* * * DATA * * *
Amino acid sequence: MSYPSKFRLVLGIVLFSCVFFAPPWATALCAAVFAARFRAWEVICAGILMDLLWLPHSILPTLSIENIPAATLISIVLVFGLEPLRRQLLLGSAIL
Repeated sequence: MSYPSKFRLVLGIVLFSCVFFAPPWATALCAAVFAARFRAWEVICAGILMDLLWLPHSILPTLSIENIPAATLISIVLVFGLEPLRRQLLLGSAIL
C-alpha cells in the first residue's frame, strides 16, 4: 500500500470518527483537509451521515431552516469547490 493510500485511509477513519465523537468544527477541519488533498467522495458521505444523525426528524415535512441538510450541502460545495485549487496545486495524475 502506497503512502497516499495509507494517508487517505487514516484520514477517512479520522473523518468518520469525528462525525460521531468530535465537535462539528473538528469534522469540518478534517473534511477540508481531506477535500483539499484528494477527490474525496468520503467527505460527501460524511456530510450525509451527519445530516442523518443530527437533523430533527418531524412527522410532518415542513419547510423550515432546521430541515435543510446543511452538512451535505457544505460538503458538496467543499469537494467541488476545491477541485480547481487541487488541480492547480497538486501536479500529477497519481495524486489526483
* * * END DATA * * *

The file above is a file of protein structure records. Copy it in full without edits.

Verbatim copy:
Amino acid sequence: MSYPSKFRLVLGIVLFSCVFFAPPWATALCAAVFAARFRAWEVICAGILMDLLWLPHSILPTLSIENIPAATLISIVLVFGLEPLRRQLLLGSAIL
Repeated sequence: MSYPSKFRLVLGIVLFSCVFFAPPWATALCAAVFAARFRAWEVICAGILMDLLWLPHSILPTLSIENIPAATLISIVLVFGLEPLRRQLLLGSAIL
C-alpha cells in the first residue's frame, strides 16, 4: 500500500470518527483537509451521515431552516469547490 493510500485511509477513519465523537468544527477541519488533498467522495458521505444523525426528524415535512441538510450541502460545495485549487496545486495524475 502506497503512502497516499495509507494517508487517505487514516484520514477517512479520522473523518468518520469525528462525525460521531468530535465537535462539528473538528469534522469540518478534517473534511477540508481531506477535500483539499484528494477527490474525496468520503467527505460527501460524511456530510450525509451527519445530516442523518443530527437533523430533527418531524412527522410532518415542513419547510423550515432546521430541515435543510446543511452538512451535505457544505460538503458538496467543499469537494467541488476545491477541485480547481487541487488541480492547480497538486501536479500529477497519481495524486489526483